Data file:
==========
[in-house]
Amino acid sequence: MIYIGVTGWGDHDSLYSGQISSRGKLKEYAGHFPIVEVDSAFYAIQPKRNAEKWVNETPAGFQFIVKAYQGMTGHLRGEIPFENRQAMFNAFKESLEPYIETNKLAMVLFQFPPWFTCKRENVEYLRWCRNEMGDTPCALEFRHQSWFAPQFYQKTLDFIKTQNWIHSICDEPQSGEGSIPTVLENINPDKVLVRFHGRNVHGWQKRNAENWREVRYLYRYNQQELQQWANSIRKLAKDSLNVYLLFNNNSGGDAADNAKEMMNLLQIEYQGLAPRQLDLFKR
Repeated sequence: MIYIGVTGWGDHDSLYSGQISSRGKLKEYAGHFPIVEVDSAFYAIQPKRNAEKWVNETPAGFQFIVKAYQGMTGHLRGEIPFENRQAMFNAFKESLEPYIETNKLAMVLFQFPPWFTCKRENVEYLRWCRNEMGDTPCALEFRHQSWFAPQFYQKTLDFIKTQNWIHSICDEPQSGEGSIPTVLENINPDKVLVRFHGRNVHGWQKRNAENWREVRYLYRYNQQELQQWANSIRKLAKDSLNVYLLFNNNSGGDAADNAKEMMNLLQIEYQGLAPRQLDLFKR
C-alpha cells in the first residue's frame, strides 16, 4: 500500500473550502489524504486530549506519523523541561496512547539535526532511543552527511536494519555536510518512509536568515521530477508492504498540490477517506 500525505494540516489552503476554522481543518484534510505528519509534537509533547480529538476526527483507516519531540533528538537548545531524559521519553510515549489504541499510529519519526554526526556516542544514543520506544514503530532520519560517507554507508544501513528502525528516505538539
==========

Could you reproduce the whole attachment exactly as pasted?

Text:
[in-house]
Amino acid sequence: MIYIGVTGWGDHDSLYSGQISSRGKLKEYAGHFPIVEVDSAFYAIQPKRNAEKWVNETPAGFQFIVKAYQGMTGHLRGEIPFENRQAMFNAFKESLEPYIETNKLAMVLFQFPPWFTCKRENVEYLRWCRNEMGDTPCALEFRHQSWFAPQFYQKTLDFIKTQNWIHSICDEPQSGEGSIPTVLENINPDKVLVRFHGRNVHGWQKRNAENWREVRYLYRYNQQELQQWANSIRKLAKDSLNVYLLFNNNSGGDAADNAKEMMNLLQIEYQGLAPRQLDLFKR
Repeated sequence: MIYIGVTGWGDHDSLYSGQISSRGKLKEYAGHFPIVEVDSAFYAIQPKRNAEKWVNETPAGFQFIVKAYQGMTGHLRGEIPFENRQAMFNAFKESLEPYIETNKLAMVLFQFPPWFTCKRENVEYLRWCRNEMGDTPCALEFRHQSWFAPQFYQKTLDFIKTQNWIHSICDEPQSGEGSIPTVLENINPDKVLVRFHGRNVHGWQKRNAENWREVRYLYRYNQQELQQWANSIRKLAKDSLNVYLLFNNNSGGDAADNAKEMMNLLQIEYQGLAPRQLDLFKR
C-alpha cells in the first residue's frame, strides 16, 4: 500500500473550502489524504486530549506519523523541561496512547539535526532511543552527511536494519555536510518512509536568515521530477508492504498540490477517506 500525505494540516489552503476554522481543518484534510505528519509534537509533547480529538476526527483507516519531540533528538537548545531524559521519553510515549489504541499510529519519526554526526556516542544514543520506544514503530532520519560517507554507508544501513528502525528516505538539